You are absolutely on the money @ontario - at least in my opinion!
I just wrote about this on another thread, which I guess could be relevant here, too:
"Many of us veterans have tried many times to explain that losses are not a bad thing - they are the inevitable and integral part of a business/profession that deals in probabilities.
You will never avoid losses entirely nor should you even try to avoid them!!! They are the “overheads” of our business in the same way as any other business has costs to manage in order to make profits.
And the emphasis is precisely and squarely on managing your losses, not trying to avoid them.
You cannot be a trader and make profits from your trading unless you are active in the markets - we all know that. But if you are in the markets then every trade you take has a probability of success and a probability of a loss. The sole aim of trading is to ensure your gains exceed your losses in the most optimum manner.
A loss is only a negative function if the trade was taken/retained for the wrong reasons. Reasons such as contra to method entry rules, too large exposure, moving/removing stops in the hope that it will “come right eventually”, intuitive/spontaneous trades without justification, revenge trades, doubling up to retrieve a loss, etc, etc.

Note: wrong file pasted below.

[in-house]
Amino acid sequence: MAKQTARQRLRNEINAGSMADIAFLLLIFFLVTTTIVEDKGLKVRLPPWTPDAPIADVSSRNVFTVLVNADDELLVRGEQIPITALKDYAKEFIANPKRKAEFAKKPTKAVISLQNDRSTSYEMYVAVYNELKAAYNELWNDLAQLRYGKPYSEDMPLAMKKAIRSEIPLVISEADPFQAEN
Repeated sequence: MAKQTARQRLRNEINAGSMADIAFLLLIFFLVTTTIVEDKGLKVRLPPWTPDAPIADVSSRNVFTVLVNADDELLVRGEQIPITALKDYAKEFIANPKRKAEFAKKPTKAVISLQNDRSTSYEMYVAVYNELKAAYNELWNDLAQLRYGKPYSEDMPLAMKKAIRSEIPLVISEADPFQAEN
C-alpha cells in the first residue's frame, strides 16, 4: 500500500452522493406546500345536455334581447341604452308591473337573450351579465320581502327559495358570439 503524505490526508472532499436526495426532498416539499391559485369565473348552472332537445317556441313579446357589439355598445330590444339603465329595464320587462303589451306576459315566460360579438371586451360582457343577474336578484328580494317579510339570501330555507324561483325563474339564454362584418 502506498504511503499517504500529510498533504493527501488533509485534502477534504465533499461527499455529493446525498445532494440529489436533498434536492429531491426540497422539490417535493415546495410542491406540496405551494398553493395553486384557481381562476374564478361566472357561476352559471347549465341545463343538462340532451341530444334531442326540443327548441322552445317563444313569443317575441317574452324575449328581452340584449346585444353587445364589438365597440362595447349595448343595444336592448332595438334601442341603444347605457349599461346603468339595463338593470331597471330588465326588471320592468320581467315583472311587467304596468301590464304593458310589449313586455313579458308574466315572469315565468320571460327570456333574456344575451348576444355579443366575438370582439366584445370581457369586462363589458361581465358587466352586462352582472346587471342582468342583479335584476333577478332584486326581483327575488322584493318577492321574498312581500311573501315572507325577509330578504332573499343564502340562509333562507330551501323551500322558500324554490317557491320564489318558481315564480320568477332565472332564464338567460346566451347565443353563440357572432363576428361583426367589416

But when a trade is put on according to one’s pre-set rules and parameters then those that lose are totally within expectations and anticipated accordingly.
So how can such losses be ok?
That is the realm of risk/money managment. An issue that is clearly ignored by many new traders. The overall aim is to ensure that you know your overall ratio of losses to gains as well as how much are losses compared to those gains. e.g. if you know from testing/experience that you normally win 60% of your method’s trades and that you normally lose about 30 pips compared with an average gain of 60 pips then you know that you should make a consistent profit over a period of time.
You need to risk losses in order to chance winning.
This is only a very basic overview of the concept but the underlying aim should be not to fear losses but to control them as part of your overall strategy."